Santa Monica Airport Health Impact Assessment

Authors: UCLA CHAT (Community Health and Advocacy Training) Program, Adrian Castro, Leian Chen, Bianca Edison, John Huang, Kiran Mitha, Melissa Orkin, Zarin Tejani, Diana Tu, Lindsay Wells, Joanna Yeh, Alma Guerrero, Alice Kuo, Shahram Yazdani

Location: Santa Monica, California, United States

Santa Monica Airport
Elevated levels of noise due to plane and jet take offs are above the Federal Aviation Airport thresholds and has been associated with hearing loss and psychological distress.

Completion Date: February 2010

HIA Report: Santa Monica Airport Health Impact Assessment

Summary of the HIA

Proposed Policy or Project

In response to concerns from residents living in the surrounding community of the Santa Monica Airport (SMO) pediatric residents training at the UCLA Medical Center involved in UCLA CHAT (Community Health and Advocacy Training) conducted the Santa Monica Airport Health Impact Assessment in order to organize, analyze, and evaluate existing information and evidence regarding SMO’s health impacts related to air quality, noise and the lack of an airport buffer zone. The report includes an analysis of the impacts on three issue areas: lack of an airport buffer zone, noise, and air quality.

Background and Policy Context

The Santa Monica Airport is located in Santa Monica, CA also bordered by the City of Los Angeles. Built and in operation since 1919, the Santa Monica Airport serves as a “reliever airport” for the much larger Los Angeles International Airport (LAX) and is primarily used by private aviators. In service for decades, the airport has steadily increased the number of jet plane operations. This increase in recent decades has resulted in an increase in air and noise pollution, putting the local community at greater risk of exposure to harmful air pollutants and noise. The proximity of Santa Monica Airport (SMO) to schools, daycare centers, parks and residential homes places the nearby community in danger of potential accidents. Recent changes in airport procedures have impacted the surrounding community. In 1990, new takeoff procedures required planes taking off from SMO to await permission from air traffic control at LAX because of the convergence of flight paths from these two airports. Local residents have noted an increase in jet emissions due to the idling of jets awaiting clearance for takeoff, especially since idling jets are located near upwind from residential neighborhoods. Based on complaints and reports of odors, noise and fumes by the local community the pediatricians training at the UCLA Medical Center decided to conduct this health impact assessment to research the link between public policy and health. After the evaluation and analysis of research and consultations, the HIA offers feasible recommendations which can be taken into consideration to mitigate the adverse health impacts the airports operations have on the surrounding communities.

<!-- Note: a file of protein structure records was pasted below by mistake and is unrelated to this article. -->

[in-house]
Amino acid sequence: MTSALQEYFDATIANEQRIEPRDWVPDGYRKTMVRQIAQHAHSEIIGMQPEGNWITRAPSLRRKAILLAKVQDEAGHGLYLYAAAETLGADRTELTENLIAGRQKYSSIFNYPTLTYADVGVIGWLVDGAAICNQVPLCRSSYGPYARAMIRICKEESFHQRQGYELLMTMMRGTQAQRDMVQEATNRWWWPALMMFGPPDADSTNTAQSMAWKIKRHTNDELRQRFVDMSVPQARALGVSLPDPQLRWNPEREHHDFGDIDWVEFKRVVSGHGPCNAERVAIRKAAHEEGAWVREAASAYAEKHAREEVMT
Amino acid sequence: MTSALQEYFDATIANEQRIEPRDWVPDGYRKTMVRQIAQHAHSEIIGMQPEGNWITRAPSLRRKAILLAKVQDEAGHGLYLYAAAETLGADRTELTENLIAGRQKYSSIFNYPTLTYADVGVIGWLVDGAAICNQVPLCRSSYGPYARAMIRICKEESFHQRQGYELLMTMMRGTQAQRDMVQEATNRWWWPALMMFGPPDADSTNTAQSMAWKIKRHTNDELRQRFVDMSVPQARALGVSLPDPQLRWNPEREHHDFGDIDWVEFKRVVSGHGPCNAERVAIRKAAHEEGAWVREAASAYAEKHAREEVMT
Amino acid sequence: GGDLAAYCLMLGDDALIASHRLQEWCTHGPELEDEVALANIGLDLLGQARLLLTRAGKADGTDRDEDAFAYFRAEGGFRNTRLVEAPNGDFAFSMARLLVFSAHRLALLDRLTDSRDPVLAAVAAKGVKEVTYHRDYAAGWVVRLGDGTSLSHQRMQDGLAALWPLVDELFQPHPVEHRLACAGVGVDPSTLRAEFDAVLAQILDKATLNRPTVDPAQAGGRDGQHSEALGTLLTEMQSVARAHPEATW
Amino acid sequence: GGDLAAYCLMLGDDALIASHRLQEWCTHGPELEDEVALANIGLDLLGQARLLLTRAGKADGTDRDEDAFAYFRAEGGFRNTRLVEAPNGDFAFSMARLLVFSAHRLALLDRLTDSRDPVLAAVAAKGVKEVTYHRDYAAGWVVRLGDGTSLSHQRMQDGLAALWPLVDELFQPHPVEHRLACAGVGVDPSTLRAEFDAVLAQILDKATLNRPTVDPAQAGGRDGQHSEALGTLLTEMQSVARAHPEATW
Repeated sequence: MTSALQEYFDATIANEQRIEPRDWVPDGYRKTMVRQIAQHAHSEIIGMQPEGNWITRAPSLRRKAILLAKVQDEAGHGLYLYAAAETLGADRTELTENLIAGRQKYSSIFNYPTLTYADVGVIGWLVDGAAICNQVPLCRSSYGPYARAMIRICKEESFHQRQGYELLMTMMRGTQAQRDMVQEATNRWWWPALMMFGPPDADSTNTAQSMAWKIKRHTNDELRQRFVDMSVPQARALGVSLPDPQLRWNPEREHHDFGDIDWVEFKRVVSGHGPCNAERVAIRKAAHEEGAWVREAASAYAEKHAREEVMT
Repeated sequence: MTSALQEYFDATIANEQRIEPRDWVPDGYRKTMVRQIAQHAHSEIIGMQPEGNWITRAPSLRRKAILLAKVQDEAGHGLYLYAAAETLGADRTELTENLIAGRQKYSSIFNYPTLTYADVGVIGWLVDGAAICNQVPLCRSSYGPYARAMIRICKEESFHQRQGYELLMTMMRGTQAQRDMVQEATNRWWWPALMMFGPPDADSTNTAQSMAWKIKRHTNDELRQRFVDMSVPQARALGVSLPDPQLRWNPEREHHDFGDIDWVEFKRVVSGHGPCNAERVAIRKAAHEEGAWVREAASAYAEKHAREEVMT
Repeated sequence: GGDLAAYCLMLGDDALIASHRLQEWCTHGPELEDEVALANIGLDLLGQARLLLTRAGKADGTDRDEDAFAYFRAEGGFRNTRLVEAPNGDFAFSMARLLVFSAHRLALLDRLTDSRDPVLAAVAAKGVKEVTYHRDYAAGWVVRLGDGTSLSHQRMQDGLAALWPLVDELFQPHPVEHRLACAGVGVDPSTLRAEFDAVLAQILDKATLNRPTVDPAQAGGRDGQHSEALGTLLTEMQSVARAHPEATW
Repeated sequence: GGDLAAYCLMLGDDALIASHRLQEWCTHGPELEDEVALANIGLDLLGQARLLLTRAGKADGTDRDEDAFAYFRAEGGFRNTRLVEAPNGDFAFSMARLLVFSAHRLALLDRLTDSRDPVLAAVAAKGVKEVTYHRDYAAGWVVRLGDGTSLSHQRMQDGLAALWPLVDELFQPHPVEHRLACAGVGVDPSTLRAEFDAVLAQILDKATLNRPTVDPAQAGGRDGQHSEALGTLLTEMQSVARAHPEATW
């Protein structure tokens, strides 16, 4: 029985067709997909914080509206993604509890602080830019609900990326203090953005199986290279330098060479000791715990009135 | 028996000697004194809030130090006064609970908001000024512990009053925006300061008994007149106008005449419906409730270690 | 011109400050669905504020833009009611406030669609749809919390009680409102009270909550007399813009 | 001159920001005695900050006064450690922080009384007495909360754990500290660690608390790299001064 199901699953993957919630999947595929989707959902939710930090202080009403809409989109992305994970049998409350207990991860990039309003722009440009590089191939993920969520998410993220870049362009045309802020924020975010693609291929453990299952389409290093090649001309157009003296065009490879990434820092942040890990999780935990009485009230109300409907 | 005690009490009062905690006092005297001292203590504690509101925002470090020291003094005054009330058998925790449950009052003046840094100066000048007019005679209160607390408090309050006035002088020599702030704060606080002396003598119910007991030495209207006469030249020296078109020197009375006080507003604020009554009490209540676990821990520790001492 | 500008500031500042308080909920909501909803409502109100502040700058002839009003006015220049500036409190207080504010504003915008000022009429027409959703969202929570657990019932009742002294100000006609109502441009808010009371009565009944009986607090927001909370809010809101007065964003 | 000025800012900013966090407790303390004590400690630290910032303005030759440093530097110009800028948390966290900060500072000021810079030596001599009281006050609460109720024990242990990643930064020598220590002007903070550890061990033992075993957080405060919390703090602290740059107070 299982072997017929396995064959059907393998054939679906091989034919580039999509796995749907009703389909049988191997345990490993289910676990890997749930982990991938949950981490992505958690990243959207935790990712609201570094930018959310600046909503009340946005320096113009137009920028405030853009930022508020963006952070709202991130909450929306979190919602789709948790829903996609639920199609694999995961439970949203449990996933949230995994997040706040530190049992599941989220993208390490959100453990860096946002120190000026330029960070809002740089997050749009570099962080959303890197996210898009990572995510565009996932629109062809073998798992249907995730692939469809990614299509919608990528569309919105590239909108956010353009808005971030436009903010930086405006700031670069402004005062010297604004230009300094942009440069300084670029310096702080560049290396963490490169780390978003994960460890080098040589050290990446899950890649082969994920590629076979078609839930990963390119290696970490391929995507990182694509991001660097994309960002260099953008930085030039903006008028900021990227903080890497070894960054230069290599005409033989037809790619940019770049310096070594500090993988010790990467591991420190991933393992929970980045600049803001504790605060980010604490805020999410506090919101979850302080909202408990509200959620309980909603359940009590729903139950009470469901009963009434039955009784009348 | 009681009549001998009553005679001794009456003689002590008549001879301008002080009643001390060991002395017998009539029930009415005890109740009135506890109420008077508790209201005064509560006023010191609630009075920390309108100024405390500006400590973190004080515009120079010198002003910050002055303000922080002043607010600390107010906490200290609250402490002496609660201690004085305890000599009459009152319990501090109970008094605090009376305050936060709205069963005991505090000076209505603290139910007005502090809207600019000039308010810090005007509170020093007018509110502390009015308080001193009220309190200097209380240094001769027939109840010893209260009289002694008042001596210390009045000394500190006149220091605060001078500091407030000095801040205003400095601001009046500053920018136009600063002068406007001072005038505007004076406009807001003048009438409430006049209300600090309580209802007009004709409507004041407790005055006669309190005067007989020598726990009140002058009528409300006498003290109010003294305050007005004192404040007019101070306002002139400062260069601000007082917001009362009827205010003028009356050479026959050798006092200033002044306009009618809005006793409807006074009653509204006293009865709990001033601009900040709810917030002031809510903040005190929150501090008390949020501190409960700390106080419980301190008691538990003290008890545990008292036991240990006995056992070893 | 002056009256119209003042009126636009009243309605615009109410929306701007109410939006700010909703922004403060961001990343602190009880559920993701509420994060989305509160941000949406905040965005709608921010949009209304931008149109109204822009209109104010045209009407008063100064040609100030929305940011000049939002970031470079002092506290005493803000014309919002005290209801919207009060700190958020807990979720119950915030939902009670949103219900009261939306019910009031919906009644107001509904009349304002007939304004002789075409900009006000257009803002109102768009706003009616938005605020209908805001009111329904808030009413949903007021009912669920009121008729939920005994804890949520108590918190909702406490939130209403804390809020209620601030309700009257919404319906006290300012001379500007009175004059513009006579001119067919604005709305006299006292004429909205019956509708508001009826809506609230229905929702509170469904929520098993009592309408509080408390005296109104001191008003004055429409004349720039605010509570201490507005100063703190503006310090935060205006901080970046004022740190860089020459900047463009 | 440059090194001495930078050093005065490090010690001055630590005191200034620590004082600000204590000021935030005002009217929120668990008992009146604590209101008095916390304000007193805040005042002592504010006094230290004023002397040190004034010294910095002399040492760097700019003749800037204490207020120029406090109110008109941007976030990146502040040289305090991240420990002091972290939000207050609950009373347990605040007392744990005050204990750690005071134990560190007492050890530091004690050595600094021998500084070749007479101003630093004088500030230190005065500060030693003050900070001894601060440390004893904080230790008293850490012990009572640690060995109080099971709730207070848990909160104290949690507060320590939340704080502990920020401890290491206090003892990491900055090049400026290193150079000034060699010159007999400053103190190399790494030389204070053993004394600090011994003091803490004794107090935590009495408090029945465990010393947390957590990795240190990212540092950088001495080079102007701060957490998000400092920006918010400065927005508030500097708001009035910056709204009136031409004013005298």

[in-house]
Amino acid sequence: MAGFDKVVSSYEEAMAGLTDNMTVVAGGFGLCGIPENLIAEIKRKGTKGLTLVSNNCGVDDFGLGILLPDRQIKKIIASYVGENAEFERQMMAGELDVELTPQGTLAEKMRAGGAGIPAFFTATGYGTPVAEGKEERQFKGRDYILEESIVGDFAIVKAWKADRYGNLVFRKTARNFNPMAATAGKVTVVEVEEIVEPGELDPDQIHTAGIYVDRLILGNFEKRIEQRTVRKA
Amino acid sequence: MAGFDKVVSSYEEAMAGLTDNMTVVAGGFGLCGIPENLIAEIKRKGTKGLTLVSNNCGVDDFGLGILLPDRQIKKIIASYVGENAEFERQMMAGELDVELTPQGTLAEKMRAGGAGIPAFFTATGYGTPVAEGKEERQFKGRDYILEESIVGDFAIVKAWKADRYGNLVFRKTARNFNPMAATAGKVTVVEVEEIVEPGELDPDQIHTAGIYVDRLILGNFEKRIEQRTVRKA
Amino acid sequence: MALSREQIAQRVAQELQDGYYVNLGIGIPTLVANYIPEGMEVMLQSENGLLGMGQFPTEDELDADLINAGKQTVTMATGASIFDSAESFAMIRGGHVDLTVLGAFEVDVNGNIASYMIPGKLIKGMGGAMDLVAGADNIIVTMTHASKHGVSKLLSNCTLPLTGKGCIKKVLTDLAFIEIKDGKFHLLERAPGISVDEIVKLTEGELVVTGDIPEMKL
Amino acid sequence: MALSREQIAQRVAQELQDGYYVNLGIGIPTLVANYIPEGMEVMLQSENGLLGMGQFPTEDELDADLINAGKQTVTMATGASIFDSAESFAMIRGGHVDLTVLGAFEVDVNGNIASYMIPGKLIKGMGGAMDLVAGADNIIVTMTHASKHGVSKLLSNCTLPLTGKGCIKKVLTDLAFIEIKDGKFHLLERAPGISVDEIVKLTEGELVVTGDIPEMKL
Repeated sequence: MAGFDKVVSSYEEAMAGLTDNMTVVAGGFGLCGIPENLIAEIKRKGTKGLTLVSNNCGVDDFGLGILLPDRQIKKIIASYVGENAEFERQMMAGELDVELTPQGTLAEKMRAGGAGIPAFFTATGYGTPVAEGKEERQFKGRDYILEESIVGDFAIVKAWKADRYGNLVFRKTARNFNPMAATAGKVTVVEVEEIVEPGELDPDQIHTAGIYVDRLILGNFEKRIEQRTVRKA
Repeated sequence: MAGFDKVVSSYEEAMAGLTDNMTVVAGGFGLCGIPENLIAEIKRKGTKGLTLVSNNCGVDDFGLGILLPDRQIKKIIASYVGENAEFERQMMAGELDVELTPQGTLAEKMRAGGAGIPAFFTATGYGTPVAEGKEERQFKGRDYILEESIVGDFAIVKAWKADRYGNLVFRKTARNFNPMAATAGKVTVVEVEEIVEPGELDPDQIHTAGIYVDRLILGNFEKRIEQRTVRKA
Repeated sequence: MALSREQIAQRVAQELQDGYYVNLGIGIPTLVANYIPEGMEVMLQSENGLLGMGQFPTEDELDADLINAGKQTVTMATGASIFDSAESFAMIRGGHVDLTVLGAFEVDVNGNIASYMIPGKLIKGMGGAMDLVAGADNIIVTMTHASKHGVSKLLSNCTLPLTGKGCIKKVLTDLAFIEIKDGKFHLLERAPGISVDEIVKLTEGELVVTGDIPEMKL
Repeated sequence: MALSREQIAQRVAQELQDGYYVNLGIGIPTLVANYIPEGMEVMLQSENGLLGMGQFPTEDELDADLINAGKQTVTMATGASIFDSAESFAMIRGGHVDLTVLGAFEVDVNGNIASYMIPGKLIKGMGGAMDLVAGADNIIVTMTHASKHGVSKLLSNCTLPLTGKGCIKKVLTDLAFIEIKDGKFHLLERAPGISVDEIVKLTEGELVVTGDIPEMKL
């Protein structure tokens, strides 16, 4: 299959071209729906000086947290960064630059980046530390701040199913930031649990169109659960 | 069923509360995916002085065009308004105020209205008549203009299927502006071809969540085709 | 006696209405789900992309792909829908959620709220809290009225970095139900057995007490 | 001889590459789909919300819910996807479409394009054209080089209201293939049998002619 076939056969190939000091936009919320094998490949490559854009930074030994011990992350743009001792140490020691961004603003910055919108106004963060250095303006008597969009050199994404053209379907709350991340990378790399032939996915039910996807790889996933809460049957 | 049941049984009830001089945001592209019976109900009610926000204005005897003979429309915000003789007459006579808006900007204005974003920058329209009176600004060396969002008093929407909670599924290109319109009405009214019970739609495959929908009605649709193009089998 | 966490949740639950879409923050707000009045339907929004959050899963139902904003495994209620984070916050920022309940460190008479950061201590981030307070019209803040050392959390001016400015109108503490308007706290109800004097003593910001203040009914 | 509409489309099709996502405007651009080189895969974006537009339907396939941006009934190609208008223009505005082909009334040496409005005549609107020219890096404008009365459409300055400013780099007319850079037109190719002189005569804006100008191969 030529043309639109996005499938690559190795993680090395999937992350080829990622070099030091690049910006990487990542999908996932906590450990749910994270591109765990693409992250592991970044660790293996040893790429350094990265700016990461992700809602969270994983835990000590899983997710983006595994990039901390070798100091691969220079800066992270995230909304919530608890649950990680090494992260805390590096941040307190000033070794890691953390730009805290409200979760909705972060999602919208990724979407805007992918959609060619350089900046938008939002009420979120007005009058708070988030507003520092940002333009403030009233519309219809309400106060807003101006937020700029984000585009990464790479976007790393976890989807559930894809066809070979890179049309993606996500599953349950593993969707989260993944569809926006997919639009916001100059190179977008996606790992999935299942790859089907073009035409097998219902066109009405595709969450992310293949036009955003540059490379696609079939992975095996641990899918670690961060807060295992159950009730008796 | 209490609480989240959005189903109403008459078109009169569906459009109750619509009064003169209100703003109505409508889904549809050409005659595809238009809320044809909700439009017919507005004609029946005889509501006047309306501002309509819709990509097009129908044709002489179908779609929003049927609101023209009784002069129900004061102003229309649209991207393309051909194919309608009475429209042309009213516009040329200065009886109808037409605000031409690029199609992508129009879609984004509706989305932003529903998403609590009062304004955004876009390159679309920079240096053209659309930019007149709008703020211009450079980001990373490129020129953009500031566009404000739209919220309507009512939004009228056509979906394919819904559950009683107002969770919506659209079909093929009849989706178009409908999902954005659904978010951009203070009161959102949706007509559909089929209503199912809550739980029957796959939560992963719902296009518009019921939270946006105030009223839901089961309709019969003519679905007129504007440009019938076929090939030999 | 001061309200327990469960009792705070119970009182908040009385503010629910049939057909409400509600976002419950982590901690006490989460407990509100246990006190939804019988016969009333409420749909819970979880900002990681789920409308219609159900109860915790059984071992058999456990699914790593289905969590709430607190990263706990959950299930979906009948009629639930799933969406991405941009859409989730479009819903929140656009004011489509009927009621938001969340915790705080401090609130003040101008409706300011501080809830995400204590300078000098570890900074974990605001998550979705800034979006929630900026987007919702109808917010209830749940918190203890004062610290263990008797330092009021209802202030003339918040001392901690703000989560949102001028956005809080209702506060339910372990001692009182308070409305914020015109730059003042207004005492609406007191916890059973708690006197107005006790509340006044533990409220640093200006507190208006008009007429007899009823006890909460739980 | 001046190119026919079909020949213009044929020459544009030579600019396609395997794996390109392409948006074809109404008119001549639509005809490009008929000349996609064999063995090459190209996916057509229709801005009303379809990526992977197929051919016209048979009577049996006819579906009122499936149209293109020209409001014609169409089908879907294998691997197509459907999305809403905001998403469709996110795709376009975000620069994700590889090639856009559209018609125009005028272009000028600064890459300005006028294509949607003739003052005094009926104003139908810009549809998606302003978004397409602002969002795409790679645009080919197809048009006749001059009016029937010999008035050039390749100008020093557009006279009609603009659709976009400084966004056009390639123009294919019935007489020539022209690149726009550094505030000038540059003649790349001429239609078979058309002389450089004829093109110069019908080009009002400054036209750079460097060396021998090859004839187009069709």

Scope and Methods

This rapid non-participatory Health Impact Assessment was conducted during the month of February 2010. The report included analysis of the impacts of three issue areas: lack of an airport buffer zone, noise and air quality. The research methodology included empirical and scientific literature reviews; review of public standards, regulations and guidance relevant to airport planning and health; the use of expert consultants; review and analysis of public comment and testimony; and participation in community forums and meetings. The primary resources for the literature review were found via the online databases PubMed, Lexus-Nexus, OVID, and CSA Environmental Sciences and Pollution Management. The expert consultants had expertise in the areas of health effects of jet exhaust, air quality, as well as atmospheric and environmental science.

Summary of Findings

  1. Airport operations, particularly jet take-offs and landing, are contributing to elevated levels of black carbon in the area surrounding Santa Monica Airport. Elevated exposure to black carbon is associated with:
    • increased rates of respiratory and cardiovascular disease including asthma, bronchitis, and increased risk for sudden death
    • irreversible decrease lung function in children
    • increased carcinogenic risk
  2. Elevated levels of ultrafine particles (UFP) are associated with aircraft operations and jet takeoffs and are found in the area surrounding Santa Monica Airport. Elevated exposure to UFPs are associated with:
    • increased inflammation and blockage of blood vessels in mice models
    • greater lung inflammation with exposure to UFPs than exposure to larger particulates in rodent models
  3. Elevated levels of polycyclic aromatic hydrocarbons (PAH) are found in the area surrounding Santa Monica Airport. Exposure to PAH has been associated with:
    • increased carcinogenic risk
    • disruption of the hormonal balance in adults
    • reproductive abnormalities with exposure during pregnancy
    • lower IQ scores in children.
  4. Levels of noise due to plane and jet take-offs from Santa Monica Airport are above Federal Aviation Airport thresholds. Excessive noise is associated with:
    • hearing loss
    • higher levels of psychological distress
    • impaired reading comprehension and memory among children.
  5. There is no buffer zone between the airport airfield and the surrounding community as observed in many other municipal airport communities.

Project Inputs

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Alice Kuo, MD, PhD

Program Director UCLA Community Health and Advocacy Training Program

10990 Wilshire Blvd., Suite 900
Los Angeles